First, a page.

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Get To Know Kava, the Relaxing National Drink of Fiji

Published by: Greymouse Marketing | 28 February, 2022

Boozy traditions, ocean conservation, and rich multi-cultural history  there’s lots more to the Pacific Island nation than its beautiful islands and beaches.

Enjoy the Pacific island nation where the welcome is as warm as the tropical weather!

The people of Fiji are some of the warmest and most welcoming in the world which regularly surprises visitors to the nation. The residents warmly greet people they come into contact with regardless of whether or not they know each other. Fijian culture places a huge emphasis on friendship which is the main reason the residents are so welcoming to foreigners. The warm nature of the Fijians is one of the reasons the nation has a large tourism sector and is the best place for outsourcing.


Kava is available for purchase in most open-air markets in Fiji. Kava is also given as sevusevu (ceremonial gift) by guests seeking the favour of a village chief and should be laid before him on arrival.

Kava, the national drink of Fiji, is a nonalcoholic beverage that’s steeped in tradition. It’s served to welcome an unknown to the village, as well as at weddings, funerals, graduations, and milestone birthdays.

Kava, otherwise known as yaqona, or quite simply, grog, is the traditional national drink of Fiji. It is a mildly narcotic and sedative drink made from the crushed root of the yaqona (pronounced yang-GO-na) strained with water. It is served in a large communal bowl as part of the traditional kava ceremony. When drunk, it creates a pleasant, numb feeling around the mouth, lips, and tongue, as well as a sense of calm and relaxation.

Yet despite the natural calming effects of the drink, the true experience lies in partaking in the complete kava ceremony. Kava is traditionally served as part of a ceremonial atmosphere, most commonly in welcoming guests into a village and on important occasions.

Firstly, as a participant at a Kava ceremony, your hosts expect you to dress respectfully and modestly. It is tradition to present the leader (your host) with a Kava root, which you can find at any Fijian market. This will show your true understanding of the Fijian culture and the significance of the kava ceremony.

The Kava ceremony focuses on the communal Kava Tanoa (bowl). Guests sit in a circle around the bowl which is placed in front of the leader. The ceremony commences with the actual production of the kava. The plant is pounded and the pulp placed into a cloth sack and mixed with water. The end result is a brownish-colored liquid – the Kava gold. It is then strained and ready for drinking.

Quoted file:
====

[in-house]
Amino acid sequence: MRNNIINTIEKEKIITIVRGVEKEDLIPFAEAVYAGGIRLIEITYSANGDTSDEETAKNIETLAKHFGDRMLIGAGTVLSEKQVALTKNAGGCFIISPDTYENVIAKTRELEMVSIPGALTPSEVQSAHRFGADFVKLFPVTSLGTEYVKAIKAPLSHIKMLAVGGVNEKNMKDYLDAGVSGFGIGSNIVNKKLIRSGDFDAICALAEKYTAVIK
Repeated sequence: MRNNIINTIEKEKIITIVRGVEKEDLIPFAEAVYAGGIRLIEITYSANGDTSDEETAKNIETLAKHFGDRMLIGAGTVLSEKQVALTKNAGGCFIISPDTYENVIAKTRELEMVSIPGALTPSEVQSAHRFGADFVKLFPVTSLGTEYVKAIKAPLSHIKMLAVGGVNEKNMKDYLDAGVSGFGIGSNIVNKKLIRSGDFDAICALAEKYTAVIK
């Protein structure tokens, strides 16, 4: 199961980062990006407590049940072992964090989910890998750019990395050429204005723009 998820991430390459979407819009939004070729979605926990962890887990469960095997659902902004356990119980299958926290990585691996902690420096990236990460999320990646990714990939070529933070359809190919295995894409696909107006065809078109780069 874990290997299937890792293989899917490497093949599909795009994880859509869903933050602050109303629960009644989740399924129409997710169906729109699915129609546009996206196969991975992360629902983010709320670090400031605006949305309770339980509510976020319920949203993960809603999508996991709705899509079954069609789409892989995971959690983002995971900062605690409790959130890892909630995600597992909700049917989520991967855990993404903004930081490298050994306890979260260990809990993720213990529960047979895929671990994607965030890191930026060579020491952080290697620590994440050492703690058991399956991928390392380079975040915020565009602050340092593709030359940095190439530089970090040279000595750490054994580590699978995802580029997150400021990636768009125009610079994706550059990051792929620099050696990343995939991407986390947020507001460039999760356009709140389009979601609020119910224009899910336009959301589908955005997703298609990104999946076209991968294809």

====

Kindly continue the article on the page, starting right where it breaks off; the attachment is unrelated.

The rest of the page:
The village chief drinks first and when it’s your turn – clap once, gulp it down, then clap three times. When everyone has slurped this tongue-numbing drink, you’ll be welcomed with open arms.

It is impolite to refuse Kava if offered.

Your host will offer kava as high tide (full cup) or low tide (half cup). When presented with the kava, clap once and yell ‘Bula!’ (Fijian for hello). Drink the kava in one gulp if possible, clap three more times and end with the word Maca – pronounced ‘Ma-tha.

The village chief drinks first and when it’s your turn – clap once, gulp it down, then clap three times. When everyone has slurped this tongue-numbing drink, you’ll be welcomed with open arms.

Finally, once you have finished your kava, you will feel a delightful sense of serenity and calm, with a slight numbness around your mouth, lips, and tongue. A kava ceremony is always fun and full of laughter and smiles. Is a true indicator of Fijian culture. This is why Fijians often serve kava to settle an argument or to make peace between villagers.

At Greymouse Fiji, the kava ceremony occurs once or twice in the month on Friday afternoon.

Kava sessions can last anywhere from an hour to several hours, sometimes until the early hours of the morning. The taste is earthy and the strong aftertaste is sometimes counteracted by sucking on a lolly or mint after consuming a bowl. In Fiji, seasoned drinkers are “black belts”, who can drink kava for hours, sometimes every day of the week. But for the uninitiated, the drink has an almost immediate numbing effect, which starts from the mouth and then eventually makes its way down the body, leaving a person with a relaxed sensation that gets stronger with every bowl.

Don’t be shy, join in the dancing. Fijians are the most friendly and welcoming people on earth.